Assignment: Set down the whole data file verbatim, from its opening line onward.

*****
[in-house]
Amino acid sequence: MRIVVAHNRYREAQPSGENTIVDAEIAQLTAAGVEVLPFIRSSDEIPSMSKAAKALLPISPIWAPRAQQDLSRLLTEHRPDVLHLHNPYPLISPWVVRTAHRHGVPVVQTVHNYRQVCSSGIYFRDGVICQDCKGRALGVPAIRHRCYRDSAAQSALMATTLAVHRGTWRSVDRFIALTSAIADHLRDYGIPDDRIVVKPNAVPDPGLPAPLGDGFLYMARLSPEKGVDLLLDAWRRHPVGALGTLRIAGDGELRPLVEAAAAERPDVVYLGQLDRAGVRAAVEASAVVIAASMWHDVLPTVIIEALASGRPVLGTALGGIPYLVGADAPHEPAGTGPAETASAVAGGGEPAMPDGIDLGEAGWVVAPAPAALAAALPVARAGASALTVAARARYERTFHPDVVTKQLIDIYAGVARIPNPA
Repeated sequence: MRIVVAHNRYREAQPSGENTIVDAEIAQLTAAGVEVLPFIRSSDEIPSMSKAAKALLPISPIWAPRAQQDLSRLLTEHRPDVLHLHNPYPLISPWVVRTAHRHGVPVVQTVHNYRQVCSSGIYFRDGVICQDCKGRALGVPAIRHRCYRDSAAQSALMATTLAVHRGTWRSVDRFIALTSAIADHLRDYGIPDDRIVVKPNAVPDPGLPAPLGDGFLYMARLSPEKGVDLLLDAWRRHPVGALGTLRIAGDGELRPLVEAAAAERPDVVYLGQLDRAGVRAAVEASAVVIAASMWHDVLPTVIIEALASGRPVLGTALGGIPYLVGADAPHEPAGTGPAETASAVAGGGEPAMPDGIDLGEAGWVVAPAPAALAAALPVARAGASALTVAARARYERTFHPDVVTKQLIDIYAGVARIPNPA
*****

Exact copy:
[in-house]
Amino acid sequence: MRIVVAHNRYREAQPSGENTIVDAEIAQLTAAGVEVLPFIRSSDEIPSMSKAAKALLPISPIWAPRAQQDLSRLLTEHRPDVLHLHNPYPLISPWVVRTAHRHGVPVVQTVHNYRQVCSSGIYFRDGVICQDCKGRALGVPAIRHRCYRDSAAQSALMATTLAVHRGTWRSVDRFIALTSAIADHLRDYGIPDDRIVVKPNAVPDPGLPAPLGDGFLYMARLSPEKGVDLLLDAWRRHPVGALGTLRIAGDGELRPLVEAAAAERPDVVYLGQLDRAGVRAAVEASAVVIAASMWHDVLPTVIIEALASGRPVLGTALGGIPYLVGADAPHEPAGTGPAETASAVAGGGEPAMPDGIDLGEAGWVVAPAPAALAAALPVARAGASALTVAARARYERTFHPDVVTKQLIDIYAGVARIPNPA
Repeated sequence: MRIVVAHNRYREAQPSGENTIVDAEIAQLTAAGVEVLPFIRSSDEIPSMSKAAKALLPISPIWAPRAQQDLSRLLTEHRPDVLHLHNPYPLISPWVVRTAHRHGVPVVQTVHNYRQVCSSGIYFRDGVICQDCKGRALGVPAIRHRCYRDSAAQSALMATTLAVHRGTWRSVDRFIALTSAIADHLRDYGIPDDRIVVKPNAVPDPGLPAPLGDGFLYMARLSPEKGVDLLLDAWRRHPVGALGTLRIAGDGELRPLVEAAAAERPDVVYLGQLDRAGVRAAVEASAVVIAASMWHDVLPTVIIEALASGRPVLGTALGGIPYLVGADAPHEPAGTGPAETASAVAGGGEPAMPDGIDLGEAGWVVAPAPAALAAALPVARAGASALTVAARARYERTFHPDVVTKQLIDIYAGVARIPNPA